Less psychological than Portal but no less mechanics and physics based, QUBE is a really cool game that almost occupies its own space if it weren’t vaguely reminiscent of Atlus’ platforming puzzler Catherine.

Quantum Conundrum

This puzzle platformer is oozing with charm and really has only a science fiction basis in common with Portal, an otherwise dreary affair. If you like charm and puzzles, Quantum Conundrum not only recalls classic PC titles like Commander Keen but also implements some of the most compelling action we’ve seen in a while.

Basically, an experiment goes awry and you’ve got to write the wrongs caused by its aftermath. Armed with gloves capable of manipulating the different dimensions that the sections of the house finds themselves in, the player has to make their way back to power generators in order to restore order.

Unlike Portal you’re not explicitly the subject of the experiment but you are the focus of the action. There is also a bit of a Back to the Future style Mad Scientist tale that underpins everything which only adds to the charm of this game.

The Witness

Thekla’s 3D puzzle game The Witness is a spiritual successor in many respects to the classic PC game Myst, itself a pioneering game in the realm of puzzlers and immersive experiences. Released in 2016, this game, like Myst, involves solving puzzles around an island and progressing along as you do.

Featuring design from Jonathan Blow, himself a bright light of the video game development community, The Witness is simultaneously a graphical experience and a gameplay treat.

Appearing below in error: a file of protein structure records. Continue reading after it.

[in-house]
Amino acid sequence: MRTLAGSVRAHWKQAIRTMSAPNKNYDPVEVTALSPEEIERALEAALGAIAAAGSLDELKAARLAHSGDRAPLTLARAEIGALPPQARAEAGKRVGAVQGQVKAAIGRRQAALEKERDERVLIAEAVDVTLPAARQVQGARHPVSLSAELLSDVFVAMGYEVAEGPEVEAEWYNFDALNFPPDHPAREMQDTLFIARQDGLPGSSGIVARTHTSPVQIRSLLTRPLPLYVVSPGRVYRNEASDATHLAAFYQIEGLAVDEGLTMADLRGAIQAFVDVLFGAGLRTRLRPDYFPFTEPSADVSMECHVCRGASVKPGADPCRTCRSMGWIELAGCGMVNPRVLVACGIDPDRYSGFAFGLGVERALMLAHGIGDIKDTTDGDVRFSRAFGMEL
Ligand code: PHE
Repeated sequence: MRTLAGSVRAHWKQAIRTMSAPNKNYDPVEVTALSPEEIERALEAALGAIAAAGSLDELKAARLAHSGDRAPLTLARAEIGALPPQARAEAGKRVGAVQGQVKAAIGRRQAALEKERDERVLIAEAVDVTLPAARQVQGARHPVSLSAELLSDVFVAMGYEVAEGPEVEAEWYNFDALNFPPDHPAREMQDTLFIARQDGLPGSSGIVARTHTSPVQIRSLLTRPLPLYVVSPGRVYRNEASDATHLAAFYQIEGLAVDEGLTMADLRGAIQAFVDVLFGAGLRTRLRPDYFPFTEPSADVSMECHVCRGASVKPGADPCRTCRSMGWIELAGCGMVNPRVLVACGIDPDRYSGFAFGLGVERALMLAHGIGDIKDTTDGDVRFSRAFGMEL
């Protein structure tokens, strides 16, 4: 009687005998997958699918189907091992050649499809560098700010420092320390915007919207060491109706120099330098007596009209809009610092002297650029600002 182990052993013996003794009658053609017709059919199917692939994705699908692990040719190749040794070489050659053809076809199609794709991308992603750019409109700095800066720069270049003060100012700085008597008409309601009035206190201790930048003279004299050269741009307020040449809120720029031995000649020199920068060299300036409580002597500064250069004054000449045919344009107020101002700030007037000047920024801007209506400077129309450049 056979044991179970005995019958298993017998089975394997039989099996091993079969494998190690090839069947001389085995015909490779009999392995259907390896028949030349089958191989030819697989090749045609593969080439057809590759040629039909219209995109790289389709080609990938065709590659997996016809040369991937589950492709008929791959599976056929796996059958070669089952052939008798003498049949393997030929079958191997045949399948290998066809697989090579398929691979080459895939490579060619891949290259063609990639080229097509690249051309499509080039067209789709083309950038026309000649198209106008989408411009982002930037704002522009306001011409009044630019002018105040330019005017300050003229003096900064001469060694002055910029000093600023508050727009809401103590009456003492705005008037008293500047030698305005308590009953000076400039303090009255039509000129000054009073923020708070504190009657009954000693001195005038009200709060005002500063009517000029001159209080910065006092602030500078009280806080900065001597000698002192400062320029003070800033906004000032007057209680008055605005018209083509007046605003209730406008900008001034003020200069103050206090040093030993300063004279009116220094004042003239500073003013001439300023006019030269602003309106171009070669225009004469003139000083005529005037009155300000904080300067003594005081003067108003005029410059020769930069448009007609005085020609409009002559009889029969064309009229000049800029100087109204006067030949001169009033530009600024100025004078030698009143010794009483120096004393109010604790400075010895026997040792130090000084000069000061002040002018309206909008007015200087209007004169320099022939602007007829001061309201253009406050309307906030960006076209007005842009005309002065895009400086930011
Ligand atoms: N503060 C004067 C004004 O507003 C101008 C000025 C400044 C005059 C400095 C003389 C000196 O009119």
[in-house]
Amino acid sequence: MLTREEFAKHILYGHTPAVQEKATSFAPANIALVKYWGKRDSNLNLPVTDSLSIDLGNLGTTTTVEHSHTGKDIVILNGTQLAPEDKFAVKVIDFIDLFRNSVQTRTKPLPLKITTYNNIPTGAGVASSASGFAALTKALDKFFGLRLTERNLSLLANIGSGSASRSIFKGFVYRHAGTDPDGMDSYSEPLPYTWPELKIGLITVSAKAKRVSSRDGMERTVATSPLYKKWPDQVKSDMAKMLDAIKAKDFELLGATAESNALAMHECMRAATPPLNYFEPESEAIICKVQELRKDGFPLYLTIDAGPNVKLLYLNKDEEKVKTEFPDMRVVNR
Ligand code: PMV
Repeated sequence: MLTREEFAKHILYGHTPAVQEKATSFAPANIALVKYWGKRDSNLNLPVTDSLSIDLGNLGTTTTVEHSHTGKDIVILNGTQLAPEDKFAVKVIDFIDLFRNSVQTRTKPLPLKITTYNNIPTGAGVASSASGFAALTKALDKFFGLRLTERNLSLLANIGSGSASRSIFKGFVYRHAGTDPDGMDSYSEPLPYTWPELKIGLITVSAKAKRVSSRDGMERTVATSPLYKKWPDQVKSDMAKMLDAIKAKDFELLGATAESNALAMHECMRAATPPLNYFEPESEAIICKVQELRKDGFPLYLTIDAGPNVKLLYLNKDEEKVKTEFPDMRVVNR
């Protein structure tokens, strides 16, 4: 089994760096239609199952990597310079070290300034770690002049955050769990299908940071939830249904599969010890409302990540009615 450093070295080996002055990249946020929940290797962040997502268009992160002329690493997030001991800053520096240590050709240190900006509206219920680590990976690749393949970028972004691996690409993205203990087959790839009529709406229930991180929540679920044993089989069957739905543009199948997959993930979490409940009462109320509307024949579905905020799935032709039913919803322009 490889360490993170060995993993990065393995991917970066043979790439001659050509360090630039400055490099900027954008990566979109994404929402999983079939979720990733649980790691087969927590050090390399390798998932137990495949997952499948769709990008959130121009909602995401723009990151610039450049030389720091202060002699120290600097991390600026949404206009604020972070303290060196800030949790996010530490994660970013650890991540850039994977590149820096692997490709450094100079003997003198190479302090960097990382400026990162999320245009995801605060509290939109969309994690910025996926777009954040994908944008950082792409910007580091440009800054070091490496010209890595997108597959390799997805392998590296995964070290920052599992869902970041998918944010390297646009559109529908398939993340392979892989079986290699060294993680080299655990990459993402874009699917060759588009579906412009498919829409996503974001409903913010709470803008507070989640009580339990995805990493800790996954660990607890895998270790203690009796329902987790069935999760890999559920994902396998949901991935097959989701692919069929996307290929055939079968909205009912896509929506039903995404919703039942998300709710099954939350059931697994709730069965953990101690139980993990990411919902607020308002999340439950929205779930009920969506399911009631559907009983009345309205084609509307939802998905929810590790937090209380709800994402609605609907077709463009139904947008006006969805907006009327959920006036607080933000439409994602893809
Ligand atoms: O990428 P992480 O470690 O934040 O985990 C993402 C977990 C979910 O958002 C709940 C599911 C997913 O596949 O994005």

You don’t have the freedom of movement that you do in Portal nor is physics that big of a deal in the game but if you like atmosphere and mystery, The Witness has you covered. And with 650 puzzles to solve, The Witness promises more than enough content for you in your off hours. A true puzzlers delight, The Witness stands as a testament to classic puzzlers as well as their more modern, moody incarnations.


Magrunner, a first-person action puzzle game, takes a lot of Portal elements and spins them into something different but not entirely original.

Billed as a cyberpunk version of the Cthulhu story, Magrunner also boasts of a strong narrative and atmosphere to complement its gameplay.

As a trainee on a facility floating in deep space, you’re thrown into a world that gradually takes on the appearances of something not of this realm.

The mixed science fiction dark fantasy atmosphere with compelling action similar to portal in that you use a gun to activate different nods with varying environmental effects, Magrunner is divided into acts that each have their own unique theme and places a premium on telling a story.

The Turing Test

Bulkhead Interactive’s 2016 puzzle video game The Turing Test takes its name from the famous criterion used to establish whether or not an AI is human or a computer and that is basically if a human can interact with a computer AI that sufficiently convinces the human participant that it itself is a human then there isn’t a sufficient difference distinguishing the two intelligences.